If recent anonymous comments are any indication, a number of you don't believe that I'm transitioning to dating men. You think I'm dragging my feet.
Well, I'm not. My wife has made her feelings clear. I understand. There's no reason to hide from the inevitable. I get it.
What's slowing me down is that my wife is very unhappy right now. Bitterly unhappy. Yes, I'm one of her problems, but I'm pretty far down the list. Her job, Charlie, our living situation, her mother, the kids - each and every one of these things is "a disaster."
Yes, my wife can be dramatic. But this time I agree with her. She really could be laid off soon; Charlie really could kill her in a fit of jealous rage; the house really could be sold at auction within three weeks; her mother really is an erratic, smothering pain in the ass whose unsolicited "help" is a thinly veiled effort to control every waking moment of our lives; and the kids really are selfish, cruel and hyper-critical.
Is it wrong for me to show some consideration and wait for a few of these things to sort themselves out before I start dating men? I don't think so. I was gay on the day we met, I'll be gay next week and I'll still be gay when my wife's life is more normal. For now, the right thing to do is be supportive and patient.
The good news is that I expect the biggest issues to be resolved soon. We're in the final stages of high anxiety on several fronts. All that's left to do is to wait for them to play out.
Meanwhile, there are a few modest things I need to do to finish the current chapter of my life before I can begin another.
First on my list is to stop wearing my wedding ring.
Whether it should or not, the ring means a lot to me. And it's not just because it's my wedding band. It's because of what Gabbie had engraved inside before we married. Our initials are bound together by the words "until the end of time."
For the last 21 years, whenever I've touched the ring I've thought about those words. I didn't take them seriously enough when I took my vows but I have taken them quite seriously in recent years. Because of the way the words link us I've felt like wearing the ring keeps our commitment alive. It's not just a ring, it's a living embodiment of our relationship. For this reason (and whether I'd like to admit it or not) the ring has been my security blanket. Until the end of time. Just thinking about those words makes me pine for the 23 year old girl who desperately wanted to be married forever.
Oops. I'd better be careful. I don't want to sound like I'm dragging my feet.
Four days ago I took off the ring. As near as I can tell, no one has noticed. At least no one has said anything. The only weird thing was, just minutes after I took it off, my daughter held my hand and caressed it in a way she's never done before. My heart was pounding as I waited for her to say something. But she didn't. I'm not even sure if she noticed.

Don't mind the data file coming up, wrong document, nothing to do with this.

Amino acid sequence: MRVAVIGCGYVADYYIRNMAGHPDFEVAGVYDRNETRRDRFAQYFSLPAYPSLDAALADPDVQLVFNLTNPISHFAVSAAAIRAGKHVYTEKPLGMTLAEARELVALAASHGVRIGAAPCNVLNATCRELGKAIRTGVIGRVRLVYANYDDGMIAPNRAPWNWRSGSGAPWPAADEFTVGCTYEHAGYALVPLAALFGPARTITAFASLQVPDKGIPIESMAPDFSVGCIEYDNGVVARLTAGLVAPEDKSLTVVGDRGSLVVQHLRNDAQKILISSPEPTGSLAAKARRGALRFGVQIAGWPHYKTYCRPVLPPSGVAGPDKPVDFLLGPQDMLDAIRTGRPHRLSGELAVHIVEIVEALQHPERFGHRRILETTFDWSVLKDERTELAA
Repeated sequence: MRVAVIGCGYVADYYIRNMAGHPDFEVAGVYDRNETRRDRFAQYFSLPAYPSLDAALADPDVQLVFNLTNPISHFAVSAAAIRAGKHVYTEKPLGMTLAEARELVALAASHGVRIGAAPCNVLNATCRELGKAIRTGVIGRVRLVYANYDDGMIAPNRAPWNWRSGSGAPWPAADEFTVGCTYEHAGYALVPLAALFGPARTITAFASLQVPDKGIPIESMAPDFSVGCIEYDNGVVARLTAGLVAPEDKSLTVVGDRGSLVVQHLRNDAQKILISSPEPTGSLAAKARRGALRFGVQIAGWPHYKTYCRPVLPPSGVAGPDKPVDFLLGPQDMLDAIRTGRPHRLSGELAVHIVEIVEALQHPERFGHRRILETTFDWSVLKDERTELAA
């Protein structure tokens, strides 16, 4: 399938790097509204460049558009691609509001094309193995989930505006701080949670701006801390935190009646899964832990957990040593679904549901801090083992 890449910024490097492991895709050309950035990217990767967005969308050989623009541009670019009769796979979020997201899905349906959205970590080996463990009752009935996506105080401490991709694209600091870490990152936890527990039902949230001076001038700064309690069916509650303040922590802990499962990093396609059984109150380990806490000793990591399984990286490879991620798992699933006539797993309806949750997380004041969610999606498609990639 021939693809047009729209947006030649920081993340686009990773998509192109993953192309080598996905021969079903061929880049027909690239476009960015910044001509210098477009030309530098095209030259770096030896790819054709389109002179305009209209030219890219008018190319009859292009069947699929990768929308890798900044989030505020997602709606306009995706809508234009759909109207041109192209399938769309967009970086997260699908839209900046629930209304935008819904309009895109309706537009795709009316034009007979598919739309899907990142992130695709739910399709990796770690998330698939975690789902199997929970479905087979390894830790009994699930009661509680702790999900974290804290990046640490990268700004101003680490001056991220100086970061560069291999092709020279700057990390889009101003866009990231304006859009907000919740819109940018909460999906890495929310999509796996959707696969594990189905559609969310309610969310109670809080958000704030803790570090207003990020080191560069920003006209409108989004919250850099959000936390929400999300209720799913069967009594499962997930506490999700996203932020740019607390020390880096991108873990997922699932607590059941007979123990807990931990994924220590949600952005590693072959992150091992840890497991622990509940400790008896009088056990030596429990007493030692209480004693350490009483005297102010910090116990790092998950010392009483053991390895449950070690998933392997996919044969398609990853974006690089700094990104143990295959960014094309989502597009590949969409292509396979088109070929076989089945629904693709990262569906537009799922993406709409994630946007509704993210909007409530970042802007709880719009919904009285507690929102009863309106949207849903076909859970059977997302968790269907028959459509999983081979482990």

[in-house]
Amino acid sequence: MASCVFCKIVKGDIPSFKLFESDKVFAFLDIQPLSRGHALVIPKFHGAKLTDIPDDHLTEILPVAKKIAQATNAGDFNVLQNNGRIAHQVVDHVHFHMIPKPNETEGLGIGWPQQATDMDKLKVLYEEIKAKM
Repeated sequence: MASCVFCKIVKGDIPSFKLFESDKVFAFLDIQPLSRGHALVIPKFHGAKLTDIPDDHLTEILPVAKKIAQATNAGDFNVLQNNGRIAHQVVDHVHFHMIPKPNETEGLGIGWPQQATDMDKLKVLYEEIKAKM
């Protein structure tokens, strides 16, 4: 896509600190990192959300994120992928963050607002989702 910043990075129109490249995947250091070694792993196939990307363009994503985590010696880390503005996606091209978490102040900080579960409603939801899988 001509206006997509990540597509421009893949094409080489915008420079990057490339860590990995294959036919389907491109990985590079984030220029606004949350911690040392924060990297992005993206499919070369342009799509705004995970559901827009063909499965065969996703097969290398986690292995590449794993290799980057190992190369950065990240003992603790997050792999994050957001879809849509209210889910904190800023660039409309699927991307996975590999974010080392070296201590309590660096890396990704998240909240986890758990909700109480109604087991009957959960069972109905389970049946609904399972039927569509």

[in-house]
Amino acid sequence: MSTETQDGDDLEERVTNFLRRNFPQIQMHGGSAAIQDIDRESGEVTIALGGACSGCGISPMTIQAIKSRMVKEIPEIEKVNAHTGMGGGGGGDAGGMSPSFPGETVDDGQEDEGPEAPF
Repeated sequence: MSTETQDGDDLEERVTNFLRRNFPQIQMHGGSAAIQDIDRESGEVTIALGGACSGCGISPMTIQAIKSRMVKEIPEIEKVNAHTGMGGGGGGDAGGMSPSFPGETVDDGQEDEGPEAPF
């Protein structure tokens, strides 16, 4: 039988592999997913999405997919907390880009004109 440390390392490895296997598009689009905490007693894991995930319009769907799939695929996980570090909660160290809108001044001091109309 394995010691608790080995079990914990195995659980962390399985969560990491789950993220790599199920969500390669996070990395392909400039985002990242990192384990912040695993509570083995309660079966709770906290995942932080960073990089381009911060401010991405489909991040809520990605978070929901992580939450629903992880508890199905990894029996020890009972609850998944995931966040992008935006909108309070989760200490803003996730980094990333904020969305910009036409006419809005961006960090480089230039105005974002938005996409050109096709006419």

I can't deny that the absence of the ring wears on me. I feel it missing, always.
But the situation is what it is. I can't be delusional.
The kids have known for more than eight months that my wife and I are 'separated' and Gabbie has reminded them of that fact several times over the last few months, but I have done almost nothing to acknowledge our split. Because they already know, I wonder if removing the ring will be 'old' news to them? But I also wonder if my capitulation will suddenly make our separation feel real? I'm afraid of hurting them.
I don't really know what to expect but I do know that the ring had to come off - and it had to be done in a no-fuss, matter-of-fact way.
Once the kids notice the ring is gone, I'll wait a week or so before I proceed to the next necessary change, which is to move to my own bedroom.
While it's possible that not wearing the ring will be greeted with a collective shrug, I'd be very surprised if moving to my own bedroom gets the same reaction. I worry about hurting and disappointing the kids but what else can I do? My wife and I can't share the same bed forever.
Given my wife's precarious mental state, the last thing I need to do is add to the mountain of worries she already has. So it's a little ironic that making these changes, which are stressful for me, will be seen as big positives by her. She's been wanting us to be more independent for a while now.
My fingers are crossed in hopes that the kids will have adjusted to a "new normal" around the same time that Gabbie's dark clouds disburse. That will make for a relatively peaceful home life - creating the perfect opportunity for me to start thinking more about the next chapter of my life.
Oh - one other pre-dating thing I did was to get tested for HIV. Big surprise, I'm negative.